Health Co-Ops Touted As Alternative To Public Plan
STEVE INSKEEP, host:
It's MORNING EDITION from NPR News. Good morning. I'm Steve Inskeep. Renee Montagne is back from Afghanistan. She's in our studios. Welcome back, Renee.
RENEE MONTAGNE, host:
Thanks, Steve. Glad to be back.
INSKEEP: And you've come back in the middle of a debate over health care.
MONTAGNE: Which was - you might be interested in knowing - loud enough that I could hear it halfway around the world. And you think they're fighting in Afghanistan.
(Soundbite of laughter)
INSKEEP: Well, they certainly are fighting in Washington. President Obama's administration wanted a public insurance plan to compete with private companies. But now, facing harsh criticism, some lawmakers are turning to an alternative, which we will discuss this morning. It's called a health insurance co-op.
MONTAGNE: And conservative broadcasters like Rush Limbaugh are denouncing that, as well. So, this morning, we'll ask what co-ops would actually offer. NPR's Joanne Silberner has that story.
JOANNE SILBERNER: Robert Laszewski once ran an insurance company. Now he's a consultant to health insurers and health care provider organizations. He says health cooperatives won't improve the nation's health care system.
Mr. ROBERT LASZEWSKI (Health Care and Insurance Consultant): I think they're the single dumbest idea I've heard in 20 years of being in Washington and working on health care policy. You know, there's this old story about the committee that gets together to design a horse and they end up having designed a camel. This is a camel if there ever was one.
SILBERNER: But nonprofit health co-ops have their fans, like Karen Davis, head of the nonpartisan Commonwealth Fund.
Ms. KAREN DAVIS (Director, Commonwealth Fund): Health co-ops are a good way to deliver care. It's running health care for the benefit of patients instead of the benefit of shareholders. We have good models in the U.S. of co-op health care. They've taken 50 or 60 years to really thrive, but they deliver top quality care at a reasonable cost.
SILBERNER: Maybe at this point, it would help to know what a health co-op actually is. Group Health Cooperative in Seattle is one of two co-ops that have been around for decades. It's just been rated the number one HMO in the nation by Consumer Reports Magazine. Pam MacEwan is the senior vice president at Group Health.
Ms. PAM MACEWAN (Senior Vice President, Group Health): We're a tax exempt nonprofit. And we are cooperatively governed, which means that the members, the patients actually elect the board of trustees, and each of our trustees receives care here.
SILBERNER: In some ways, Group Health acts like any other health insurance company.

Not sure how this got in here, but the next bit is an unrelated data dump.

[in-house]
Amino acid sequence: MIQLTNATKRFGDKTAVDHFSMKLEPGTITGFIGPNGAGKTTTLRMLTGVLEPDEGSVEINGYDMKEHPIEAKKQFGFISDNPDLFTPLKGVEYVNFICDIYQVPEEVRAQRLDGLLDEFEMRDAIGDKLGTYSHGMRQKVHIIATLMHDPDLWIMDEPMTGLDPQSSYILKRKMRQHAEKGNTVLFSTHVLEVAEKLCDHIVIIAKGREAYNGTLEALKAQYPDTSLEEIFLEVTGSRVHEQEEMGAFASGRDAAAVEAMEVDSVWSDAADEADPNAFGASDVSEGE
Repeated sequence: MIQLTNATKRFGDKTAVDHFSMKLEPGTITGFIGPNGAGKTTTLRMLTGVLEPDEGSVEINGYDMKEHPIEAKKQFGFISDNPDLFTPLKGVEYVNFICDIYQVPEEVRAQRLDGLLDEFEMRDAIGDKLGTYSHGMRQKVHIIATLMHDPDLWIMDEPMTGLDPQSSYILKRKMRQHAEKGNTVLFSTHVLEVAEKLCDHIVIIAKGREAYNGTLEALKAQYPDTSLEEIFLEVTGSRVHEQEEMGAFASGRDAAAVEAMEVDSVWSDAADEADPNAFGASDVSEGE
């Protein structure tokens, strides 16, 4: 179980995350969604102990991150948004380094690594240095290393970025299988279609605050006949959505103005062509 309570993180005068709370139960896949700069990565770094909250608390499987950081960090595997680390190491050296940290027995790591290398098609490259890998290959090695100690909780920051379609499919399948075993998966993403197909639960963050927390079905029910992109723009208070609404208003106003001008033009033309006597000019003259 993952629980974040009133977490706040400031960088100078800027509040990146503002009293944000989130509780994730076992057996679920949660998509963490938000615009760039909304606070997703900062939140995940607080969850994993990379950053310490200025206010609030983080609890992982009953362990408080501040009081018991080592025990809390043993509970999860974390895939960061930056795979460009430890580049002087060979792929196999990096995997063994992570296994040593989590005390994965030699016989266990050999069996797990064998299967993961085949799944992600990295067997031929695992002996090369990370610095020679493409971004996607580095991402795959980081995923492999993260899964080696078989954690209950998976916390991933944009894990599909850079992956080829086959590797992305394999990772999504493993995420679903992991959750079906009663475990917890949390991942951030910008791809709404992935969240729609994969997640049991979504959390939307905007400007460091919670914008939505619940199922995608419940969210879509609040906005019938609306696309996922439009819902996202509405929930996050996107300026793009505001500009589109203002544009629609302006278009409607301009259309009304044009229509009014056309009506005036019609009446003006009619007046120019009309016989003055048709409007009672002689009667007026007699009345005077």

Ms. MACEWAN: We have really different kinds of packages. You can have people buy an individual coverage for their family with a very high deductible that would look very much like any other insurance package.
SILBERNER: Or employers can purchase different types of insurance, just like they do from Aetna or Cigna. And two-thirds of Group Health's members opt for a system where members get their care from doctors who are on salary and who work at Group Health clinics and offices. The American Medical Association supports co-ops - at least in theory - as a way to get more people covered. And Democratic Senator Kent Conrad of North Dakota, who has pushed the co-op idea as part of health care overhaul, says that co-ops could thrive in a new system where insurers are encouraged to focus more on quality of care.
But consultant Robert Laszewski says there's no way a new insurance company is going to be able to do what a government option is supposed to do: provide enough competition to conventional insurers to force them to keep their prices down while delivering full services and quality care.
Mr. LASZEWSKI: The co-op with no information technology, no provider network, no existing market share to go to doctor to negotiate decent prices, that's a laugh. That's not going to scare any insurance executives. Trust me. They're just laughing at it.
SILBERNER: And even Karen Davis of the Commonwealth Fund, who likes co-ops, says the proponents are facing a big challenge.
Ms. DAVIS: These are going to be very difficult to establish. They're going to take time. And most importantly, they're going to need clout in the local marketplace to convince doctors and hospitals to be part of their system.
SILBERNER: She says that clout could come from a legislated guarantee that the co-op could pay the lowest fees to doctors and hospitals. Germany has had success with a national board that negotiates prices. But both those approaches are a level of government involvement that the proponents of co-ops have been trying to avoid. And would co-ops help control health costs? It depends on how they're structured. The price of insurance through Group Health and the other big co-op, Health Partners in Minneapolis, it's about average for their communities or just below.
Joanne Silberner, NPR News, Washington.
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